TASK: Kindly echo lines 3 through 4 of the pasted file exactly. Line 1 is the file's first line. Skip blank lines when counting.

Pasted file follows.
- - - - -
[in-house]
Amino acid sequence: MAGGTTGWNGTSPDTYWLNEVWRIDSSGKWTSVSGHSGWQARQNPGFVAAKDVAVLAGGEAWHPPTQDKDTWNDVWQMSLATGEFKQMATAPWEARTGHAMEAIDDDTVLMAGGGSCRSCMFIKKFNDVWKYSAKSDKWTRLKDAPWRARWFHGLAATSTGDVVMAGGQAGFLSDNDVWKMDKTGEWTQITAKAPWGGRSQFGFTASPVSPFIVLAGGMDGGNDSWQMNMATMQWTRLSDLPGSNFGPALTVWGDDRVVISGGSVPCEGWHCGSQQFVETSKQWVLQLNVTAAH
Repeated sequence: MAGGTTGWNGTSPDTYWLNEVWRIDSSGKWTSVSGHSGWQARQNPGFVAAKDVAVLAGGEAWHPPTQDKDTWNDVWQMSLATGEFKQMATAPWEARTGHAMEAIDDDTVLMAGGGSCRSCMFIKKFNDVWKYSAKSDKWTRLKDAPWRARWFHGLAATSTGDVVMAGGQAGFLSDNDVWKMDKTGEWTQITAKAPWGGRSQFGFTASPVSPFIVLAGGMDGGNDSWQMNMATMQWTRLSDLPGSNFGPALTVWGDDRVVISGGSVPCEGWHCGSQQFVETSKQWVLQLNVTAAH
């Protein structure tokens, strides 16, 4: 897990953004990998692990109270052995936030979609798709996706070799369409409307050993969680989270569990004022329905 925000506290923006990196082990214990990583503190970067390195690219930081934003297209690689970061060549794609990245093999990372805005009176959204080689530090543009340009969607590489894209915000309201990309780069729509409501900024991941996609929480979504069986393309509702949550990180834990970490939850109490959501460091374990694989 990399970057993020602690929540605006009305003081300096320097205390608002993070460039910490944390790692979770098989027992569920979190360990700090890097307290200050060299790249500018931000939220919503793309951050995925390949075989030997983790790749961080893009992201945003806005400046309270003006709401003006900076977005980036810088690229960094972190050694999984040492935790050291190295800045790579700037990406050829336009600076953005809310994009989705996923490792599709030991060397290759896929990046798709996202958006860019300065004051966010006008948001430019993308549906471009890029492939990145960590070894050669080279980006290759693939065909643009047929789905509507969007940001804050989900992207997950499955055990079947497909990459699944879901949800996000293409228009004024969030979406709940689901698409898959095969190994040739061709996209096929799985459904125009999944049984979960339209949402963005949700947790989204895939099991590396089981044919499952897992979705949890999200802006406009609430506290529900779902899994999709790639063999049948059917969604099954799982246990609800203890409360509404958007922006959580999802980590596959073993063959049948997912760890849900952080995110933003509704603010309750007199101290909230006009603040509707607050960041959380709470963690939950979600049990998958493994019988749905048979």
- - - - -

Repeated sequence: MAGGTTGWNGTSPDTYWLNEVWRIDSSGKWTSVSGHSGWQARQNPGFVAAKDVAVLAGGEAWHPPTQDKDTWNDVWQMSLATGEFKQMATAPWEARTGHAMEAIDDDTVLMAGGGSCRSCMFIKKFNDVWKYSAKSDKWTRLKDAPWRARWFHGLAATSTGDVVMAGGQAGFLSDNDVWKMDKTGEWTQITAKAPWGGRSQFGFTASPVSPFIVLAGGMDGGNDSWQMNMATMQWTRLSDLPGSNFGPALTVWGDDRVVISGGSVPCEGWHCGSQQFVETSKQWVLQLNVTAAH
């Protein structure tokens, strides 16, 4: 897990953004990998692990109270052995936030979609798709996706070799369409409307050993969680989270569990004022329905 925000506290923006990196082990214990990583503190970067390195690219930081934003297209690689970061060549794609990245093999990372805005009176959204080689530090543009340009969607590489894209915000309201990309780069729509409501900024991941996609929480979504069986393309509702949550990180834990970490939850109490959501460091374990694989 990399970057993020602690929540605006009305003081300096320097205390608002993070460039910490944390790692979770098989027992569920979190360990700090890097307290200050060299790249500018931000939220919503793309951050995925390949075989030997983790790749961080893009992201945003806005400046309270003006709401003006900076977005980036810088690229960094972190050694999984040492935790050291190295800045790579700037990406050829336009600076953005809310994009989705996923490792599709030991060397290759896929990046798709996202958006860019300065004051966010006008948001430019993308549906471009890029492939990145960590070894050669080279980006290759693939065909643009047929789905509507969007940001804050989900992207997950499955055990079947497909990459699944879901949800996000293409228009004024969030979406709940689901698409898959095969190994040739061709996209096929799985459904125009999944049984979960339209949402963005949700947790989204895939099991590396089981044919499952897992979705949890999200802006406009609430506290529900779902899994999709790639063999049948059917969604099954799982246990609800203890409360509404958007922006959580999802980590596959073993063959049948997912760890849900952080995110933003509704603010309750007199101290909230006009603040509707607050960041959380709470963690939950979600049990998958493994019988749905048979």